You can get a list of these "bots" and netblocks from the ad networks typically. You can then plug them into your MTA which will either scrub those associated emails/domains out completely, or it will not send to them or any domain/email on those ips. It is especially helpful if you're running CPC offers, as you want to get rid of them. They will inflate your initial sales numbers, and later you lose that cash when they clean up dups and such. It's better to get pure CPC when possible to avoid the hassle and headache later.

    Either way, start with your AM at the ad networks. They should have a full list of these for you.
     
  10. elusivemarketing

    elusivemarketing VIP

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    Our mailing platform does that it will auto block bots so they cant effect you or your sponsor. hit me up ill show you a demo. skype: [removed by admin] penises
     
    Last edited by a moderator: Dec 31, 2014
  11. ProducerK

    ProducerK Guest

    The OP here was asking for information about how to deal with bots.
    No where did he ask about needing a new platform.
    I would appreciate in future if you could stay on topic with the posts and not just use other peoples questions as an outlet to push your platform and services.
     
  12. nickphx

    nickphx VIP

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    Here's a list of user agent patterns of bots I've encountered.
    I have also noticed most spam filtering software is now using "real" albeit severely outdated version of user agent strings.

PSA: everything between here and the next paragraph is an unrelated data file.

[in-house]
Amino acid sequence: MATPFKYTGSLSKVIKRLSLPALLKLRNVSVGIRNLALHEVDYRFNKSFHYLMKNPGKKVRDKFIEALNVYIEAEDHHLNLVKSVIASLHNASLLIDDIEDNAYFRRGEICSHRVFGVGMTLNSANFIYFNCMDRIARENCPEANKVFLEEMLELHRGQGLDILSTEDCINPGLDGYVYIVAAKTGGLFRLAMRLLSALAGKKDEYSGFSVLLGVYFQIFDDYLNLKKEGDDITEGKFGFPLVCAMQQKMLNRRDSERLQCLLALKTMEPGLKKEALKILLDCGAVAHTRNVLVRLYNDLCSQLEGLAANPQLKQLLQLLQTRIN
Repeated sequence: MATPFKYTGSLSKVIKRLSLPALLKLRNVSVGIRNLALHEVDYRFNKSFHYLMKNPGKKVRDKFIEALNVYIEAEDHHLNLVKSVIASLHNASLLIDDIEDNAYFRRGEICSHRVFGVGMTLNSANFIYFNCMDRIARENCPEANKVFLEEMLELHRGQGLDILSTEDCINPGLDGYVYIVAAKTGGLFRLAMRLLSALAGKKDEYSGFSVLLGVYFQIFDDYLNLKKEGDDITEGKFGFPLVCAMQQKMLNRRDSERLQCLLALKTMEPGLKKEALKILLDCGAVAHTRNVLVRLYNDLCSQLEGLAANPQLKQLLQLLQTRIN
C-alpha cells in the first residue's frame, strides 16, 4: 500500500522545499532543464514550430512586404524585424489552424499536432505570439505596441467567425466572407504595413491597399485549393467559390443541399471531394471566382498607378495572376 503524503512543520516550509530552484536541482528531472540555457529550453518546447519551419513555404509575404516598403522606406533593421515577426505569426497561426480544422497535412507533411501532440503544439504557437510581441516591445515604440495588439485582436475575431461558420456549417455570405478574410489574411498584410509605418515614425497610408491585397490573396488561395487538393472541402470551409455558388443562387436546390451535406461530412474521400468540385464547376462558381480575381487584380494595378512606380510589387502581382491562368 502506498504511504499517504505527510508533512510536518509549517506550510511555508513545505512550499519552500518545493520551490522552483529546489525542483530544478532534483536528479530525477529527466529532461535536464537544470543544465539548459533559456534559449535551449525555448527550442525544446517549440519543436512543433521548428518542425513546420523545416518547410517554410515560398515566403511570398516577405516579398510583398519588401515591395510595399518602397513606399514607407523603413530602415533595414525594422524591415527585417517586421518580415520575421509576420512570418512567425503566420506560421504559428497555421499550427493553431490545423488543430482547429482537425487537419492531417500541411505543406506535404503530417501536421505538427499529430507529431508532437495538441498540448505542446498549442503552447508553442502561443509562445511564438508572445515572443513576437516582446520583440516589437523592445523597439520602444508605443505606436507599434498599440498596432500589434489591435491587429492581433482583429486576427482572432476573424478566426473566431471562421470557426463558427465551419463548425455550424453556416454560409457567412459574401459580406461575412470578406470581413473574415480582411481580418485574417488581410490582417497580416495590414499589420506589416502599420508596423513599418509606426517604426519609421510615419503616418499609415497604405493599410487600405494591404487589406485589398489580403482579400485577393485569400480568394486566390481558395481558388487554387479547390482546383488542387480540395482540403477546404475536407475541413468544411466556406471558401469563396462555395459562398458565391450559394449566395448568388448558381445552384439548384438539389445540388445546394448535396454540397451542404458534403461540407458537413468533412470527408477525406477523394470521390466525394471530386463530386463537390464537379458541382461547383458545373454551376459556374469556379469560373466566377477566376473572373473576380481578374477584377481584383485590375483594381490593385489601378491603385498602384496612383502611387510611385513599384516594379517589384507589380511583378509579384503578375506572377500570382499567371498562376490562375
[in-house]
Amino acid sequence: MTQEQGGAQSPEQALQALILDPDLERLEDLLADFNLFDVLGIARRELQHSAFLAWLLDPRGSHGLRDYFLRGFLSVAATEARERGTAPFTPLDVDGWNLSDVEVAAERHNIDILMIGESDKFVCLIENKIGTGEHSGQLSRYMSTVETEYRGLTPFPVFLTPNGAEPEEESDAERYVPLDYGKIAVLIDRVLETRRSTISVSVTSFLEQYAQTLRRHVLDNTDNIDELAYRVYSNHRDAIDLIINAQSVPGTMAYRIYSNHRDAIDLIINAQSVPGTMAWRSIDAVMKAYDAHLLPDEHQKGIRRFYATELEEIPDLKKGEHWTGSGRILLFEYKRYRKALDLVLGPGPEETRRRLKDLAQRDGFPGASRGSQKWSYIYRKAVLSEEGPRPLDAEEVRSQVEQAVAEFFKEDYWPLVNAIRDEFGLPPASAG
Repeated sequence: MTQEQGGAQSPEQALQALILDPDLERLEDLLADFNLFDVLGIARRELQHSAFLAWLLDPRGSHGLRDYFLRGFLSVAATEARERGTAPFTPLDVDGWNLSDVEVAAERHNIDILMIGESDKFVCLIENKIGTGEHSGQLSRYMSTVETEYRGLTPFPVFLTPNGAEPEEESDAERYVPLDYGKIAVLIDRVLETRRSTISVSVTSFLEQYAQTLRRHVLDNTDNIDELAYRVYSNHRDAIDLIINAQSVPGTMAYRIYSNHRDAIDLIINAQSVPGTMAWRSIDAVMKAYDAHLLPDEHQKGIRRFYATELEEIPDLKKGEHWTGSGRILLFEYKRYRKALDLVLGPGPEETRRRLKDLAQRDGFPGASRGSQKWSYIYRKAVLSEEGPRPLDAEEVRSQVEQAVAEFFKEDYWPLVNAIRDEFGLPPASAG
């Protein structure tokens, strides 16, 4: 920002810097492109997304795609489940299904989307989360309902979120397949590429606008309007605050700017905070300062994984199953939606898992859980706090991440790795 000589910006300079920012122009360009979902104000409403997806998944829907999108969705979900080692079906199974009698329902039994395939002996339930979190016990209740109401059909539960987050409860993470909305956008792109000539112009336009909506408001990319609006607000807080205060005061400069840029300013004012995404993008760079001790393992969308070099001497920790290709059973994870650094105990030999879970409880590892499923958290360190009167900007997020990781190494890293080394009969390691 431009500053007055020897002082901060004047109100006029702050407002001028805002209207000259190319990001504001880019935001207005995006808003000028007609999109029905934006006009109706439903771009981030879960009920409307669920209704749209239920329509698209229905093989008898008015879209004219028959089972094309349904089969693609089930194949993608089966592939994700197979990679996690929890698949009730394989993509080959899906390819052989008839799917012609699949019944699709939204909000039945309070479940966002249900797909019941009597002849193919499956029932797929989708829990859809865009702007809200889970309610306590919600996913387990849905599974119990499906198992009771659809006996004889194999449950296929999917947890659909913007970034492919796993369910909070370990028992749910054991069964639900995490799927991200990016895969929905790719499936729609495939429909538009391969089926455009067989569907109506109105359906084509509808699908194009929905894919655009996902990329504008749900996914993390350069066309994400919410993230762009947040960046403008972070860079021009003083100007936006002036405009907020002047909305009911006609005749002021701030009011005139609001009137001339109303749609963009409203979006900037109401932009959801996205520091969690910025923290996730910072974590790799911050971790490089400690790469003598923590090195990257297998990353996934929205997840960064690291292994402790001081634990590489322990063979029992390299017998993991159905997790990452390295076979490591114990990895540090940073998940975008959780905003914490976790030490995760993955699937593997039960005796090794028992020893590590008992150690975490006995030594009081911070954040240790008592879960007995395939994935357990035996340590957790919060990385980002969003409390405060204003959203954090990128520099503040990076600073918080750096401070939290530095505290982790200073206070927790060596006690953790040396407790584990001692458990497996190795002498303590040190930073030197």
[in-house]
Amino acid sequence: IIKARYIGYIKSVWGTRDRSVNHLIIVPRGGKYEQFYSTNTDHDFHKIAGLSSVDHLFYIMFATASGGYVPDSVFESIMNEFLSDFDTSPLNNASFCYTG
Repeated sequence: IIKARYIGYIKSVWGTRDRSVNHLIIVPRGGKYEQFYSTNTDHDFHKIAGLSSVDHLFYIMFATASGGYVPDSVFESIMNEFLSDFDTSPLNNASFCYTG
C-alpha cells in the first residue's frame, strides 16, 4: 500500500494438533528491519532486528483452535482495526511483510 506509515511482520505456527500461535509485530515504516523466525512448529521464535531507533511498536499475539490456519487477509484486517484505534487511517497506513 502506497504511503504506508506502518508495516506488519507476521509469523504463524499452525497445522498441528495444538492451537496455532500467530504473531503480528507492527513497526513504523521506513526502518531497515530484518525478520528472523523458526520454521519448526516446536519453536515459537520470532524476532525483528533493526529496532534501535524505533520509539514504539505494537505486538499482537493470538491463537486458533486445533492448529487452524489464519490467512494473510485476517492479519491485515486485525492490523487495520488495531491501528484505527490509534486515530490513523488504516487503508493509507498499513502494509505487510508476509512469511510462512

There are other ways to identify those bots that mimic "real" browser agents but you'll need to figure that out on your own.

    PHP:
            $bad_ua = array('EasouSpider''MJ12bot''Baiduspider''SynHttpClient''Jakarta Commons''GoogleBot' 'LinkWalker' 'bingbot''spyder/Nutch',
                            
    'aiHitBot','thunderstone','oBot','Genieo','RU_Bot','meanpathbot','YandexBot','Wayback Machine','ips-agent','nutch','DotBot','A6-Indexer',
                            
    'JetBrains''TurnitinBot' ,'FeedBurner''curl' 'wget''SurveyBot''DomainTools''AppEngine-Google''BacklinkCrawler''Apache',
                            
    'SISTRIX''Exabot''ia_archiver''Feedly''mapping experiment''Synapse','CATExplorador''Google favicon''SEOstats''bot-pge.chlooe',
                            
    'LSSRocketCrawler''Who.is Bot''icarus6''PhantomJS''AdnormCrawler''RelateIQ Crawler''Airmail''PM\/3''Embedly',
                            
    'Microsoft Internet Explorer''SpamBayes''Python''urllib''Java\/1.7''msnbot''4\.1\.249\.1025''Synapse''MSIE 5\.01',
                            
    'DirBuster''Nmap Scripting Engine',
                            );

            if (
    regex_array($_SERVER['HTTP_USER_AGENT'], $bad_ua)) { 
                    
    do_something_else();
                    exit; 
            }
     
  13. nickphx

    nickphx VIP

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    For another example, a bot at 209.66.70.253 used the following User Agents over 2000 requests.

    Mozilla/4.0 (compatible; MSIE 6.0; Windows NT 5.1)
    Mozilla/4.0 (compatible; MSIE 7.0; Windows NT 6.0)
    Mozilla/4.0 (compatible; MSIE 7.0; Windows NT 6.0; Trident/4.0)
    Mozilla/4.0 (compatible; MSIE 7.0; Windows NT 6.0; Trident/5.0)
    Mozilla/4.0 (compatible; MSIE 8.0; Windows NT 6.0; Trident/4.0)